A new year, a new beginning. Last year I took a fair interest in technologies like laser cutting and 3D printing but I still relied on my old 20th century skills for my projects. I must admit that the investment in time to master these new technologies was holding me back to advance in both laser cutting and 3D printing. In the very last month of 2015 I took the decision to produce a case with a laser cutter. It was a revelation. A job that would normally take me a day or so was done in a matter of minutes with a precision that I can never achieve with the old saw and chisel. From that point on I decided to invest heavily, in both time and money, in these new technologies.
First I learned to work with Inkscape, a free 2D vector drawing program for laser cutting. I discovered that it is a good tool for illustration (e.g for web design) too. Next I needed a 3D design tool to create parts with a 3D printer. I looked at different programs such as Sketchup, 123D Design but I increasing dislike the proprietary character of these programs. Echoing the words of Richard Stallmann “the proprietary program is a system of unjust power”. On the non-proprietary side there is FreeCAD and Blender but I found the learning curve of these programs too steep. Then I discovered OpenSCAD when reading an article on Hackaday. It’s a free (as in free beer and free speech) program running on Windows, Linux and OSX that has a great community. Instead of using a point and click interface the user has to script his models with a descriptive programming language. This seems strange and cumbersome at first but it actually works for me. I found it very easy to get into. OpenSCAD is very lightweight. Other CAD programs tend to be a burden on a PC but OpenSCAD runs even on low spec machines. Because of the script that OpenSCAD uses it is very apparent what is in the 3D model and what the dimensions are. The comparison with HTML comes to mind. Therefore it is possible for anyone else to see how a model is made, learn from it and make changes to it.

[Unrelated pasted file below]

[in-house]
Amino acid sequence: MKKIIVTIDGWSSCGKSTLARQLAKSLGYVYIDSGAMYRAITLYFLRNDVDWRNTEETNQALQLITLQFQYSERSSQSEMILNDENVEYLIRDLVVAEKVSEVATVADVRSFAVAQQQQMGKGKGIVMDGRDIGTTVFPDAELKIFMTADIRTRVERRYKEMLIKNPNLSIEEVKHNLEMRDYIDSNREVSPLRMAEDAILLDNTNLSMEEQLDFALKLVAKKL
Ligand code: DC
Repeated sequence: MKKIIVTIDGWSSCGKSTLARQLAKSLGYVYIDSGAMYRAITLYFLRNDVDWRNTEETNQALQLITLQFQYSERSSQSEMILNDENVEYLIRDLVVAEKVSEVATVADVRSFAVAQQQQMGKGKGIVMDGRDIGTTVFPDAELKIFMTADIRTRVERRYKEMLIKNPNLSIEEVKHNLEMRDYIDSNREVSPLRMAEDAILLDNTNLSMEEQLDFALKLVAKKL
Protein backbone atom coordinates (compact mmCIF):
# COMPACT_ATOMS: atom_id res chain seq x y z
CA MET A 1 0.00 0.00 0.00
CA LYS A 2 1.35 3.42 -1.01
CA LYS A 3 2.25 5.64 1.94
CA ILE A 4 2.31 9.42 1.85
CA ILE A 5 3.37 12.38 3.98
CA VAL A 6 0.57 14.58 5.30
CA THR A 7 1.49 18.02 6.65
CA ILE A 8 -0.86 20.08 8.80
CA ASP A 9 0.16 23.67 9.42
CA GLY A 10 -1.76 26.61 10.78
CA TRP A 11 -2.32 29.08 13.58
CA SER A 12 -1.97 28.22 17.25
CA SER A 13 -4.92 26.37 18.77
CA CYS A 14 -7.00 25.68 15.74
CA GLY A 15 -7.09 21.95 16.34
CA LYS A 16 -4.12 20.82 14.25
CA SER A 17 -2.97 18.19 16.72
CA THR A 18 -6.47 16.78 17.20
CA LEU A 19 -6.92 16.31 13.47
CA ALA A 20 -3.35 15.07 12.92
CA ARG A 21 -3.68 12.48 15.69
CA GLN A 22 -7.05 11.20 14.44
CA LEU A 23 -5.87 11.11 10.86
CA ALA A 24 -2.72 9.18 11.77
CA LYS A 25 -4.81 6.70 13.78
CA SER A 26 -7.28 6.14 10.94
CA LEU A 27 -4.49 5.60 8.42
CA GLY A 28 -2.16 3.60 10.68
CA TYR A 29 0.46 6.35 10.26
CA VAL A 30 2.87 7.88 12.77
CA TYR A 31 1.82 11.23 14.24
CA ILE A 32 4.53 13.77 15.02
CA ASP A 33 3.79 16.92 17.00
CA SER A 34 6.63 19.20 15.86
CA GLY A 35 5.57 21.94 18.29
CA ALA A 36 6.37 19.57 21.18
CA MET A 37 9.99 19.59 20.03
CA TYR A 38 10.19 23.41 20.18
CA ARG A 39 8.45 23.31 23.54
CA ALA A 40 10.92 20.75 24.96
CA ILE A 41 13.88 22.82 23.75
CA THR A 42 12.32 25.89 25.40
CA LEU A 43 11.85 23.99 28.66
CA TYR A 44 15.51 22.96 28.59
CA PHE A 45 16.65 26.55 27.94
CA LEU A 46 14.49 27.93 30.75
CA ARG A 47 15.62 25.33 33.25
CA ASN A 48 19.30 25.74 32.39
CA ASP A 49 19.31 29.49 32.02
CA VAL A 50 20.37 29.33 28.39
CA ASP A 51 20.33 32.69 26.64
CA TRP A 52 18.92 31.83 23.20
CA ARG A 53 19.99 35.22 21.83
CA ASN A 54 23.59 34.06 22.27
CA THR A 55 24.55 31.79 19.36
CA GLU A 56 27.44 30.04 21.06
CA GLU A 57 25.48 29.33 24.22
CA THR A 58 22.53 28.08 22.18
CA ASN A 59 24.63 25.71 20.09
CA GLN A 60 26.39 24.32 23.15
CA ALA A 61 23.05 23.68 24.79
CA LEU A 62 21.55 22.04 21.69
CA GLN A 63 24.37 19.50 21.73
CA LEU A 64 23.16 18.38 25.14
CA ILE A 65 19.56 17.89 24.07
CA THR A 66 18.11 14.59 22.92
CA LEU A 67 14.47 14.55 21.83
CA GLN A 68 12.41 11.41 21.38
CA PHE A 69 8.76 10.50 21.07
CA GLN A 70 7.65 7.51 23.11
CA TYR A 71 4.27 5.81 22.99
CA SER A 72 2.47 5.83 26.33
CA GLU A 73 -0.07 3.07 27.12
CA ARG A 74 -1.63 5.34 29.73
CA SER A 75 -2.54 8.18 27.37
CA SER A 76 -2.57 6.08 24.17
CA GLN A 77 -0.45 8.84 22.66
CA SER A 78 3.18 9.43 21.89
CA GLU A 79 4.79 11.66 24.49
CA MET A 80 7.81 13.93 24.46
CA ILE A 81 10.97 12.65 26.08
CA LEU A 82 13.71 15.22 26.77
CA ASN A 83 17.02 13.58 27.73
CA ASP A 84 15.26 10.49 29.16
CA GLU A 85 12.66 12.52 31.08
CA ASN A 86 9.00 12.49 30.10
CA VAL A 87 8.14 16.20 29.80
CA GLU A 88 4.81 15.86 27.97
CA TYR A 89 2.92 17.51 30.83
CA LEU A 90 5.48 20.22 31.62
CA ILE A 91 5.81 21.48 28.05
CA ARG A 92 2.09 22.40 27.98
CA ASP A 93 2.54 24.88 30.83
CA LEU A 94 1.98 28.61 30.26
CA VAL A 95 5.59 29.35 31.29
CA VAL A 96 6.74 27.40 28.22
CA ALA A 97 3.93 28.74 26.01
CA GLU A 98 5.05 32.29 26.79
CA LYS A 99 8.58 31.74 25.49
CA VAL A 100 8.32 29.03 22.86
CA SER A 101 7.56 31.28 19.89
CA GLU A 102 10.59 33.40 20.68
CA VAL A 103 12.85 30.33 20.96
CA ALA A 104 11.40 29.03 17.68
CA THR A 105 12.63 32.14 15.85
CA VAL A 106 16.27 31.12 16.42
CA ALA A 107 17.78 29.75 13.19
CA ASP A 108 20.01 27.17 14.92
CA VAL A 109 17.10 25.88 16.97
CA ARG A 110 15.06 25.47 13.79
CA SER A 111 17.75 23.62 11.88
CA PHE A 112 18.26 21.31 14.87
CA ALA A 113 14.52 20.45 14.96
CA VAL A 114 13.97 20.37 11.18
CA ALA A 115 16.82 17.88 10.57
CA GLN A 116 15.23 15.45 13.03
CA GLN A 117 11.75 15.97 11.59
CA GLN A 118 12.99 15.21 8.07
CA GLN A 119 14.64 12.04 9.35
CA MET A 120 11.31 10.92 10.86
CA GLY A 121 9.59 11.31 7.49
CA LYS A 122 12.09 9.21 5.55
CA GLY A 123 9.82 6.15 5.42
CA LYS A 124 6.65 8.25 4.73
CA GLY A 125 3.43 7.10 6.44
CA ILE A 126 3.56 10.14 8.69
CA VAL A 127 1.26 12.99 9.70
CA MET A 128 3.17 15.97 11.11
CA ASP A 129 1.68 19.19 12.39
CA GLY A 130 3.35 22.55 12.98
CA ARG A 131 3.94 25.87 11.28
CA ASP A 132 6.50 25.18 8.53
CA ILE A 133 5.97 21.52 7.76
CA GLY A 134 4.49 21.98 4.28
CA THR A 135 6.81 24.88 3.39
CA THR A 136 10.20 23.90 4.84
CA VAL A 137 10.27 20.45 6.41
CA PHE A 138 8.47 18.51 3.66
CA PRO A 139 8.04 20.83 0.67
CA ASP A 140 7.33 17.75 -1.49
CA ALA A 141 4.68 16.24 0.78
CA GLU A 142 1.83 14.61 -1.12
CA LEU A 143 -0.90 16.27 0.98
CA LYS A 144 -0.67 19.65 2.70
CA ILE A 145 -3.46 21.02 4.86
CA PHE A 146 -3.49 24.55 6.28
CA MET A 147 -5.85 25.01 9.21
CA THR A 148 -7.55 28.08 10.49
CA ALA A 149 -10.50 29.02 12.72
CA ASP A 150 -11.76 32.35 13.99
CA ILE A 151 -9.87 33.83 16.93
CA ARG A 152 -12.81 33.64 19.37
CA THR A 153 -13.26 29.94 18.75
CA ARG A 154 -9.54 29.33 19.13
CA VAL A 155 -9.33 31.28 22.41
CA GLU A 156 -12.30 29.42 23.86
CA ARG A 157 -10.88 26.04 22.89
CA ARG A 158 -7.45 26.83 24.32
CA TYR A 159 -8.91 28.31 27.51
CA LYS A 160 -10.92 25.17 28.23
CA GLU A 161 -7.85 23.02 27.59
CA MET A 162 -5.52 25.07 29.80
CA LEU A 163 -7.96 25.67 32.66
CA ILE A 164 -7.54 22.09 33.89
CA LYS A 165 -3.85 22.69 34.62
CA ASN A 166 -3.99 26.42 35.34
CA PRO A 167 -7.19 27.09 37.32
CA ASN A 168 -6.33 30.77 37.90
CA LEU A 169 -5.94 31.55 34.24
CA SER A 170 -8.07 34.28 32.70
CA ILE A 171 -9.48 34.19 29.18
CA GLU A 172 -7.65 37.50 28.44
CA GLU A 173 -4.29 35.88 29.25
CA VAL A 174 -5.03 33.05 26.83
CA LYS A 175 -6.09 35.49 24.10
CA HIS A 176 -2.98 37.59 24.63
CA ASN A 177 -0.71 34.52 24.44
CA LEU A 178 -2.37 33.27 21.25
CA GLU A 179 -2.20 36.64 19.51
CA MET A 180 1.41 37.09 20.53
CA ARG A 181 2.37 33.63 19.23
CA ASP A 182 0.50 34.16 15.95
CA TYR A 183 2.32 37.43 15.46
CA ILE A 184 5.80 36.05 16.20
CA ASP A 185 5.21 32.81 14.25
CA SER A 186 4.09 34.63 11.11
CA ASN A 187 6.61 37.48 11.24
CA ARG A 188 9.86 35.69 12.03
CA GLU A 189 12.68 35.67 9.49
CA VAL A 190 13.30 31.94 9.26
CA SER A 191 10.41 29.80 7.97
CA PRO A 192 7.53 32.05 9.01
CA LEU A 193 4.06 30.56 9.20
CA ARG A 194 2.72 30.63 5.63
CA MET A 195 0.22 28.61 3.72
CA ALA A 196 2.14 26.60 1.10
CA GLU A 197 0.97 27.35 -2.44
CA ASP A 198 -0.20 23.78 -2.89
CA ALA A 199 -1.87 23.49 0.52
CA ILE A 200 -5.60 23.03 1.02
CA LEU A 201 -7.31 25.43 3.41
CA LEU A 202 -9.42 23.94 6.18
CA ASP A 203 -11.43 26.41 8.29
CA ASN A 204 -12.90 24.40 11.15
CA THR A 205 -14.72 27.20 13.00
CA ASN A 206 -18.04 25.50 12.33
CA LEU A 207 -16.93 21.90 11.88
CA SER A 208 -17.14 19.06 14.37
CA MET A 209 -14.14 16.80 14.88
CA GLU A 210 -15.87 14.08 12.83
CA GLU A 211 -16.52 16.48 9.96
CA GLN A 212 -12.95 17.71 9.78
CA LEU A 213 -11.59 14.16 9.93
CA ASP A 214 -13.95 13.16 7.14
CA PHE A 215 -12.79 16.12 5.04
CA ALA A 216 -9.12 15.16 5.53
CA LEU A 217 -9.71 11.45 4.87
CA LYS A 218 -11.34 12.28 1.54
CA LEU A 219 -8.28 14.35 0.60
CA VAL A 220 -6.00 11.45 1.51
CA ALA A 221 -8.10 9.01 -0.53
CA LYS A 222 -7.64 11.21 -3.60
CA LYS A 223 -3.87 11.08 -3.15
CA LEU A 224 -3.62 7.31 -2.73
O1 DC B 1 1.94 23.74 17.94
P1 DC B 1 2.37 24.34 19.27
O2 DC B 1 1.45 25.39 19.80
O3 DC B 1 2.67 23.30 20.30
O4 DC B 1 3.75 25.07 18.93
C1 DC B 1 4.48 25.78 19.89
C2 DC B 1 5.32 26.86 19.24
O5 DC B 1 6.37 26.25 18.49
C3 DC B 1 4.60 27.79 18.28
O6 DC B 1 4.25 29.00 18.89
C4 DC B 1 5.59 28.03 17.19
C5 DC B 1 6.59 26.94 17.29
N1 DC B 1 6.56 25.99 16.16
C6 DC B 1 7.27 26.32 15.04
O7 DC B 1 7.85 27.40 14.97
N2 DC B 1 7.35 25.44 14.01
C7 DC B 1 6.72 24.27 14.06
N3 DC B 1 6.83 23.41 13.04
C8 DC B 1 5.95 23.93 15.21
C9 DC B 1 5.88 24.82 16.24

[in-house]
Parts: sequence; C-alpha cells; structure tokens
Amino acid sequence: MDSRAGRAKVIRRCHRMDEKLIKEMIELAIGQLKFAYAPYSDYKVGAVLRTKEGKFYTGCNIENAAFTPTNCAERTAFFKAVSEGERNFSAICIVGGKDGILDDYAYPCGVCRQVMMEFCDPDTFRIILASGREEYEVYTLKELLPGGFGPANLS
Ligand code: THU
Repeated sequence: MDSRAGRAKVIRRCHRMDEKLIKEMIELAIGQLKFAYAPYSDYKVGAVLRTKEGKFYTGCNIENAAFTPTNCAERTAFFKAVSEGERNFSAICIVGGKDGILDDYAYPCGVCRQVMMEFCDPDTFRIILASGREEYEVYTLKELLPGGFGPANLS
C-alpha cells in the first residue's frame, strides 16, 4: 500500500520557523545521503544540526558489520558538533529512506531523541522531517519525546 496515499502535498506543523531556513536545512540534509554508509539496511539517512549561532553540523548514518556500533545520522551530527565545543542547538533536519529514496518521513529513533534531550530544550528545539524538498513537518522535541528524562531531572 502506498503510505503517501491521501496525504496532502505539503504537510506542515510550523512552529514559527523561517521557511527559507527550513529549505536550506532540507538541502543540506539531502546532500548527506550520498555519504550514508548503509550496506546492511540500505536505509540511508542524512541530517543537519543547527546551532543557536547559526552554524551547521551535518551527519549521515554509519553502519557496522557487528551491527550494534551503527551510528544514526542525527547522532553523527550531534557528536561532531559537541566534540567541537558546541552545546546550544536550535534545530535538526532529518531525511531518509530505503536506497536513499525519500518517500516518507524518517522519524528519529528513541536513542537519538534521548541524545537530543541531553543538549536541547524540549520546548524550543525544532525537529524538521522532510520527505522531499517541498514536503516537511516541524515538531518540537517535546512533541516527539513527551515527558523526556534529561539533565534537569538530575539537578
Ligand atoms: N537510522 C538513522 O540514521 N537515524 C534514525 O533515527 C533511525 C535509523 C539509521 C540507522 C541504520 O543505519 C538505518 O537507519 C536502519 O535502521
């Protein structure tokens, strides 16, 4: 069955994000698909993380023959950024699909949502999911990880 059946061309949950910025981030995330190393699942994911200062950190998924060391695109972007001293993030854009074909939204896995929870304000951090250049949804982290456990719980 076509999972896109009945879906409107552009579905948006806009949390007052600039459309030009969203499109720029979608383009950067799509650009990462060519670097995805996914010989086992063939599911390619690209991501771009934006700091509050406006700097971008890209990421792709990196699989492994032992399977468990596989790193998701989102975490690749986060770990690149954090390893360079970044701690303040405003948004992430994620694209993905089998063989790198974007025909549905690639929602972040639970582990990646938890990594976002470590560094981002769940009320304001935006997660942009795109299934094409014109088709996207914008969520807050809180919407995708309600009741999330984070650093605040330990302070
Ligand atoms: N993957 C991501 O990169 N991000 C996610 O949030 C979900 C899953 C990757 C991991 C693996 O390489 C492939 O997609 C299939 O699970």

Parts for the voice changer
The Darth Vader chest box has a very distinctive look with lots of distinctive buttons and other parts (see images below). I modelled these parts with OpenSCAD beginning with the simple buttons working my way up via the coin slots to the complex rods. I’m satisfied with the result thus far. Next I’ll 3D print the parts and glue them to the plywood chest box I made earlier.